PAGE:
06.09.2012 - 06.09.2012 30 °C
Casa Rural to Santiago de Compostela - 40 km -749 meters (2,457 ft) of climbing
One might have thought that our last ride into Santiago would be an easy one, but "no" for two reasons. First, the terrain was like the day before (i.e. 'challenging' from our perspective) and second, we had a deadline. There is a pilgrim's mass every day in Santiago at noon. Having been blessed at the beginning of our journey, we felt a need to be blessed at the end of it. This meant that we had to be in Santiago before noon. Most of the folks on our trip had an extra day so it was not a problem for them. We, along with our friends Peter and Colleen, did not have any leeway. This meant leaving early in the morning and 'hoofing' it to Santiago. Peter and Colleen made it easily - we did it, but barely. Climbing that last hill into Santiago had me at my limit.
The effort was worth it.
The contrast between the tiny church in Roncesvalles where we started this journey and the magnificence of the cathedral in Santiago was almost overwhelming. The cathedral was jammed with pilgrims. The ceremony included music - led by a nun who had an angelic voice which reverberated throughout the cathedral.
The British know how to do 'pomp and circumstance'. The Catholic church knows how to do religious splendour. As in Roncesvalles, the list of numbers of pilgrims, their starting points and their countries of origin was read out. At the culmination of the ceremony was a blessing of the pilgrims. However, the highlight was the spectacular swinging of the huge Botafumeiro, the famous thurible kept in the cathedral. Incense is burned in this swinging metal container and swung over the assembled pilgrims. It was thrilling. If you have seen the movie "The Way" you will have some idea of what I am talking about.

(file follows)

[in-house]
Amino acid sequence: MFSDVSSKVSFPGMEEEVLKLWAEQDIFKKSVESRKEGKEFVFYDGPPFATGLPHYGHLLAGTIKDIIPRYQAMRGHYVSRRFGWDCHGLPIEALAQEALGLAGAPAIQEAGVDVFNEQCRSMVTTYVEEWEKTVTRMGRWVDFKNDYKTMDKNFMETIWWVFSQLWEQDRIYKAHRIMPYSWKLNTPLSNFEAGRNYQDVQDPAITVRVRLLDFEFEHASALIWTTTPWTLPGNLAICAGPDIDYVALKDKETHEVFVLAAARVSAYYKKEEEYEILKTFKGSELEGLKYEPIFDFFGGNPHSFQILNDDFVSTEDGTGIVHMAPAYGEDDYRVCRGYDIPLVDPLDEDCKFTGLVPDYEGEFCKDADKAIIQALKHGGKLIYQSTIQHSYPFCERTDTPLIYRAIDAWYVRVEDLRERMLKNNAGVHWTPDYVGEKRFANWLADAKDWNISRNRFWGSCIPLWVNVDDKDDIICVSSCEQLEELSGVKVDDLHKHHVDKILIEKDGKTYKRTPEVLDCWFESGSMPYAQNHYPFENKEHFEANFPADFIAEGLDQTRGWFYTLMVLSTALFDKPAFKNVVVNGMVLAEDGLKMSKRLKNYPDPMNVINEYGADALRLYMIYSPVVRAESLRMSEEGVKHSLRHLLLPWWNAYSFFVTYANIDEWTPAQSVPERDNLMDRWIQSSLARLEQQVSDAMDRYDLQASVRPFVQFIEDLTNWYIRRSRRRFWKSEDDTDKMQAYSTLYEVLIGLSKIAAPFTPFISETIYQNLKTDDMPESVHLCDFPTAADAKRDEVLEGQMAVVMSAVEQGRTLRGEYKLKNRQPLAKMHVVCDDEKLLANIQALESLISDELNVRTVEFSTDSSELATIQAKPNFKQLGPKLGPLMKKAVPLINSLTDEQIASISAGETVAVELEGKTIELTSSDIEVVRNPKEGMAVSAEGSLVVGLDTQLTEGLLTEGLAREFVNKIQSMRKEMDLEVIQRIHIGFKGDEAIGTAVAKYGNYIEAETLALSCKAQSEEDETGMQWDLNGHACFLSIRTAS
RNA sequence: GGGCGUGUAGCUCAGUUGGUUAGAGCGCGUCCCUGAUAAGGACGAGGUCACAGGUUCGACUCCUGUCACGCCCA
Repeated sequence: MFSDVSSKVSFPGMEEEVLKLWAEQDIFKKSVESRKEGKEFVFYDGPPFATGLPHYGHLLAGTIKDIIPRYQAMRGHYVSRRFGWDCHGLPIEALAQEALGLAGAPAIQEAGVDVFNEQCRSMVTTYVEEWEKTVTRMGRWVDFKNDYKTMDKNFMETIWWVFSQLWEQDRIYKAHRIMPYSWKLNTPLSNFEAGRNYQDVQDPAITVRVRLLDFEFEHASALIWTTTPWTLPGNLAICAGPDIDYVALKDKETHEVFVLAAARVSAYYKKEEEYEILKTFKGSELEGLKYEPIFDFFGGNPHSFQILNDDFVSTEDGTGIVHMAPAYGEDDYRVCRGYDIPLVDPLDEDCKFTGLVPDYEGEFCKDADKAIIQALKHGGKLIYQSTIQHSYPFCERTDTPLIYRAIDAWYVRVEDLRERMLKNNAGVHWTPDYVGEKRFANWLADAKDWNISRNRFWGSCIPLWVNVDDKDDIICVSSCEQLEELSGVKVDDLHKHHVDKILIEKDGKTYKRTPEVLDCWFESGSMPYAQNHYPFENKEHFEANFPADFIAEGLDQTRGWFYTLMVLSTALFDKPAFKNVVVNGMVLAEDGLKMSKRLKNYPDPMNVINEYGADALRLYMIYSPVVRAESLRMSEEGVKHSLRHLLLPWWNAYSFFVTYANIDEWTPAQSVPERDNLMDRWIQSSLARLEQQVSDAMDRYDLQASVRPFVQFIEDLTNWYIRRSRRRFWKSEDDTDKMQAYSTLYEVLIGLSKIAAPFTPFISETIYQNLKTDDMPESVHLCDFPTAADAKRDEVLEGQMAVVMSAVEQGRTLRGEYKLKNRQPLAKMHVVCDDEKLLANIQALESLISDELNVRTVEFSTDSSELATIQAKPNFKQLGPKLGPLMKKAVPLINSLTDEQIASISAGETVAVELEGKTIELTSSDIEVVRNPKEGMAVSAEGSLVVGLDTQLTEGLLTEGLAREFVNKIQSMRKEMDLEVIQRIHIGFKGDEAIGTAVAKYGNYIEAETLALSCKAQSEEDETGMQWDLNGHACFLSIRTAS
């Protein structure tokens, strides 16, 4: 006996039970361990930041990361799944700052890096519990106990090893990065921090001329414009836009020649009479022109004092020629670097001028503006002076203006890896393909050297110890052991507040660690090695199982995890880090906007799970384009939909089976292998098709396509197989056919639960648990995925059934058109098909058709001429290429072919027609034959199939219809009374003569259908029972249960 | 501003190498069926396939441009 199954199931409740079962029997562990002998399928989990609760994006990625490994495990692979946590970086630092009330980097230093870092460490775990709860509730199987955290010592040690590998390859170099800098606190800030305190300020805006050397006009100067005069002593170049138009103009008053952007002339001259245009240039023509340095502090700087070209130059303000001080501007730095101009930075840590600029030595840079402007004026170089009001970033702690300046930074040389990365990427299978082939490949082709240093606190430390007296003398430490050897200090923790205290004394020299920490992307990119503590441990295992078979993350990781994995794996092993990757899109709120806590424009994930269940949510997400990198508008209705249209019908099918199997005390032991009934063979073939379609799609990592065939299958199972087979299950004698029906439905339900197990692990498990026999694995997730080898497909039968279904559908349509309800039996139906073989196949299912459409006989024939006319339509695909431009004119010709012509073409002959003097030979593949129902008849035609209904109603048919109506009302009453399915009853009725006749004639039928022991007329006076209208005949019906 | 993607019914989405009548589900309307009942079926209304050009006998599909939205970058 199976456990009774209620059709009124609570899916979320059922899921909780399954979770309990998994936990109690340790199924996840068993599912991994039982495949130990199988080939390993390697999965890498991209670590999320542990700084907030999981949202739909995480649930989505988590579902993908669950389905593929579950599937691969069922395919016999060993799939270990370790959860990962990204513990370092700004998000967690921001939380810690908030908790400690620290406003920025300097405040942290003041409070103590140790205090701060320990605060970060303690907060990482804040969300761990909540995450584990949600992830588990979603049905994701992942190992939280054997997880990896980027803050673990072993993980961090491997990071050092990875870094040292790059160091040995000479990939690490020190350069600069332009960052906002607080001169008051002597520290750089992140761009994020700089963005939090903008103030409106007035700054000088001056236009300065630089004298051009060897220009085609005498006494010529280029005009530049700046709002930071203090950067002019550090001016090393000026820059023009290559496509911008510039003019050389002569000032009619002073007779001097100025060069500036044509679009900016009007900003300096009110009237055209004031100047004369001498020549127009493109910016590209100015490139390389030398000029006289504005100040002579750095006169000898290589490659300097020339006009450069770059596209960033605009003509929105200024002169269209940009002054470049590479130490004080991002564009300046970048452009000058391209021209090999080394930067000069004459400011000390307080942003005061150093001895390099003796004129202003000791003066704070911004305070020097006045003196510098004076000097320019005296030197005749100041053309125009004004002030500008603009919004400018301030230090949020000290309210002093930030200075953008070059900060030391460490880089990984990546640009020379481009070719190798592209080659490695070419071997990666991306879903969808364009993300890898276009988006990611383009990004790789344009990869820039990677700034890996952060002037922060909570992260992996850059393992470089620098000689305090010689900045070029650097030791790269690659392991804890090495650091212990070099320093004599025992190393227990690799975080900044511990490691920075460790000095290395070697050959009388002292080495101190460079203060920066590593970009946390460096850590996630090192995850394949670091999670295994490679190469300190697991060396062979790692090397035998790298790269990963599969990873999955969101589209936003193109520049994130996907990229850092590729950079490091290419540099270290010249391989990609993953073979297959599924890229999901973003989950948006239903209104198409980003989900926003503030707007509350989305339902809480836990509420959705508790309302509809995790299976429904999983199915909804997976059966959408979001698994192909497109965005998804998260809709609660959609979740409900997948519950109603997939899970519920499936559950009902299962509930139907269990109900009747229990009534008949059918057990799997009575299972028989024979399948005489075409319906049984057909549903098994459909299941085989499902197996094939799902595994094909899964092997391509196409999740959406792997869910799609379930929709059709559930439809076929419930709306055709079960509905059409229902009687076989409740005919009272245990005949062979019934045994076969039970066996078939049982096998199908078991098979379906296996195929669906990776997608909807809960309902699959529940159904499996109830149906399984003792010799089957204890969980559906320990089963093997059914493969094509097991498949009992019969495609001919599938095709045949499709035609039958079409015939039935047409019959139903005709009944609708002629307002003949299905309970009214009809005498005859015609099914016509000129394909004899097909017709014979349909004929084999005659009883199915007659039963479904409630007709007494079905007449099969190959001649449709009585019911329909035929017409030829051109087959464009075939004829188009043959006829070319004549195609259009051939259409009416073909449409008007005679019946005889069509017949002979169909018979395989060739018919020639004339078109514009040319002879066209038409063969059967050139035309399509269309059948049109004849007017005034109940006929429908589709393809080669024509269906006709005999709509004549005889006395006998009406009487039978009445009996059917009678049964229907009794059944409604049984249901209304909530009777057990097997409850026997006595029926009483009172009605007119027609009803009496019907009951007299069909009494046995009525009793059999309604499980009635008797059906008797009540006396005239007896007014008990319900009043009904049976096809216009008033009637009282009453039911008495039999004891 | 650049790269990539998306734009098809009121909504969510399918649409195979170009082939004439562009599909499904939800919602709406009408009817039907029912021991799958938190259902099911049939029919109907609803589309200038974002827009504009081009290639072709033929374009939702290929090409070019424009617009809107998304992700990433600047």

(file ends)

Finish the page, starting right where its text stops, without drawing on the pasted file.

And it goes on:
After the Mass, we lined up at the Oficio del Peregrino (Pilgrim Office) to receive a Compestela - proof that we had travelled the Camino. The fellow behind me in line was from Montreal - he had walked the northern route along the coast of Spain.
We spent the rest of the day exploring Santiago. We finished our tour with a splendid farewell dinner. This time, I did try the octopus and have to confess that it was quite tasty!
My lasting memory of the day, however, was coming across a women at the door of the cathedral. She was on her knees and in tears with her pack and walking stick at her side. I resisted the inclination to take a photograph. This was a private moment - the culmination of her pilgrimage.
It was a fitting culmination to our journey.